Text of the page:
In the beginning of the 1990s, there seemed to be a dramatic shift in the way people conceived of Woody Allen. For the first time, Allen found himself bouncing around between studios, but each one he landed at (Miramax, Sony Pictures Classic, Fine Line Pictures) specialized in art-house movies, and each seemed to agree on a release strategy. All of his movies in this period were dubbed “Woody Allen Fall Project” until close to their release date, and were opened in an exclusive run late in December to to build awards buzz before being rolled out slowly in the new year.
Allen’s movies received many awards and nominations during this period and, with the exception of Celebrity, his work was very well reviewed. Throughout the ‘80s, people struggled to classify Allen, but now they had decided: he was an art-house director. Critics and award-givers followed suit by heaping praise on him, and audiences treated Allen’s movies the same way they treat most art-house movies: by not watching them.
Yet, that art-house classification, unanimous as it might have been, seems to clash with the actual movies he was making. His movies had never been so broad, accessible and star-studded. Movies like Bullets Over Broadway and Sweet and Lowdown would seem to be all things to everyone, yet were treated by critics and audiences alike with great austerity.
The movies Allen wrote and directed in this period differed wildly in content, but were consistent in tone and quality. All of his movies were funny, but none were goofy; all of them were insightful, but none of them were depressing.
Who was Woody Allen in 1999?
Woody Allen was still making the movies he wanted to make, but they no longer felt personal. Almost all of his films touched on themes that were close to Allen, but none plumbed emotional depths the way Husbands and Wives, Crimes and Misdemeanors, or even Stardust Memories did.
Woody Allen, perhaps for the first time, seemed like a director who really wanted to entertain people. He wasn’t above filling his movies with sex, movie stars, gangsters, murder mysteries, musical numbers, broad humor, and lurid melodrama. Almost all of his previous movies (including even his early comedies) seemed to have been made in part by Allen for himself, but from 1993 to 1999, his work was mostly devoid of self-indulgence. For a man who had grown so aloof in the 1980s, by 1999 he seemed to want little more than for you to have a good time at his movies.
1993-1999: Top 5 Favorite Performances
Sean Penn, Sweet and Lowdown
In this period, Sean Penn sort of wins by default by being the only lead character that’s neither Woody Allen nor someone imitating Woody Allen. Still though, Penn’s performance is phenomenal, and perhaps even the single best male performance in all of Allen’s repertoire. Sean Penn transforms himself into a man who is both a genius and a fool — a fidgety, goofy eccentric who’s also one of the world’s greatest musicians. Penn is very funny without making concessions to accessibility — it’s a testament to his performance that Emmet Ray is a guy who no one really likes, but this movie about him is so much fun.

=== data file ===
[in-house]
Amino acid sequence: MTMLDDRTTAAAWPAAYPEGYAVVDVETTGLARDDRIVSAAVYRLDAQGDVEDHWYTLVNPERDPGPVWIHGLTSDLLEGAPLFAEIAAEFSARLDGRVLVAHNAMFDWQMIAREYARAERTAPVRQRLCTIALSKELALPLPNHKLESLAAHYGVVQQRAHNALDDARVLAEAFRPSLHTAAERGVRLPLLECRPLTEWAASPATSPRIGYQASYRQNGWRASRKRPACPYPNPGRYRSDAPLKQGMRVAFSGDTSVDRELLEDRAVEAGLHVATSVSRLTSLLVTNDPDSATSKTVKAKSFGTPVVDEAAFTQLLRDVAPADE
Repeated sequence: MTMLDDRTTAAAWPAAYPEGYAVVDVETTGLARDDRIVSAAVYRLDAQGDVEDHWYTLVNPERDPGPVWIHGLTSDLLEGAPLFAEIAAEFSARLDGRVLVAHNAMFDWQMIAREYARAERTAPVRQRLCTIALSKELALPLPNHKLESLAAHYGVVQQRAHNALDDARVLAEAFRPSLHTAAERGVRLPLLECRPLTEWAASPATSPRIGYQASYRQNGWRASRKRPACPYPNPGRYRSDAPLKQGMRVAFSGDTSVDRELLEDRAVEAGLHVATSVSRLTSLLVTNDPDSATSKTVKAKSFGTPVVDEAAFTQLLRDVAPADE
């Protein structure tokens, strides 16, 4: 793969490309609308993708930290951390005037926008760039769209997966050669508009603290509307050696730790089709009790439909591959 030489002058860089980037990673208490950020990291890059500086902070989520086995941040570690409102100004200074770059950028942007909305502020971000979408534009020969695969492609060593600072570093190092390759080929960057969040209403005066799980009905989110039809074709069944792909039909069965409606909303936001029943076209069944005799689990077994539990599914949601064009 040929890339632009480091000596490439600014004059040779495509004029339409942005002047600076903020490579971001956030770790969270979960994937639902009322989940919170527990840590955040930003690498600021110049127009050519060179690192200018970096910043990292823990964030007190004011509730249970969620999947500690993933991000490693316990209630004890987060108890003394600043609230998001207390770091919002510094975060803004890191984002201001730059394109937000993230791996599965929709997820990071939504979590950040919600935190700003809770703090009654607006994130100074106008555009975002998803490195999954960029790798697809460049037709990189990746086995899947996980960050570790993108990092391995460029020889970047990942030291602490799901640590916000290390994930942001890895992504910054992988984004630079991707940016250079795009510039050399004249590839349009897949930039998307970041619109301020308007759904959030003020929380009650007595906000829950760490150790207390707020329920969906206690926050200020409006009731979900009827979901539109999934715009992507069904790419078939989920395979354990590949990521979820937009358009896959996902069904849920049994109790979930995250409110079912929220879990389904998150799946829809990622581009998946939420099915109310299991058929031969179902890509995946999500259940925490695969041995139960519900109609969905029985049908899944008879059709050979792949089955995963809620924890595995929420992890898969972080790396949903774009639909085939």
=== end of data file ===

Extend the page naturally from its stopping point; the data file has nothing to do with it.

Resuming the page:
Samantha Morton, Sweet and Lowdown
Samantha Morton, as a mute laundress, turns the fact that she can’t talk from a disability into a gift. Instead of overcompensating, Morton creates a character who listens and watches, and uses her silence as a shield against sadness. Her confidence and savvy is what allows her to be the only woman that can put up with Emmet Ray.
Dianne Wiest, Bullets Over Broadway
Wiest’s Helen Sinclair is like a hyperbolic Norma Desmond — someone for whom every waking moment is one of immense drama and great theatricality. Wiest’s willingness to go flamboyantly over the top is surprising, and entertaining.
Mira Sorvino, Mighty Aphrodite
Unlike Sean Penn or Dianne Wiest, who were backed by strong writing, Sorvino was stuck in a fairly retrograde stereotype, but redeemed it with a deft comic touch. Her unflappable high spirits, open face and squeaky voice made it feel okay to laugh along with (and at) her.
Chazz Palminteri, Bullets Over Broadway
I mentioned a lack of diversity in the leading roles, but this period featured an overwhelming assortment of scene-stealing supporting characters. Edward Norton and Tim Roth in Everyone Says I Love You, Jennifer Tilly and Tracey Ullman in Bullets Over Broadway, Anjelica Huston in Manhattan Murder Mystery, Dom DeLuise in Don’t Drink the Water, Leonardo DiCaprio and Charlize Theron in Celebrity, and Billy Crystal in Deconstructing Harry all come to mind, but Palminteri’s gangster poet is the one that sticks with me the most. Tasked with being believable as a mobster, then as a playwright, and then as a mobster again, Palminteri pulls it off by exuding both intelligence and menace.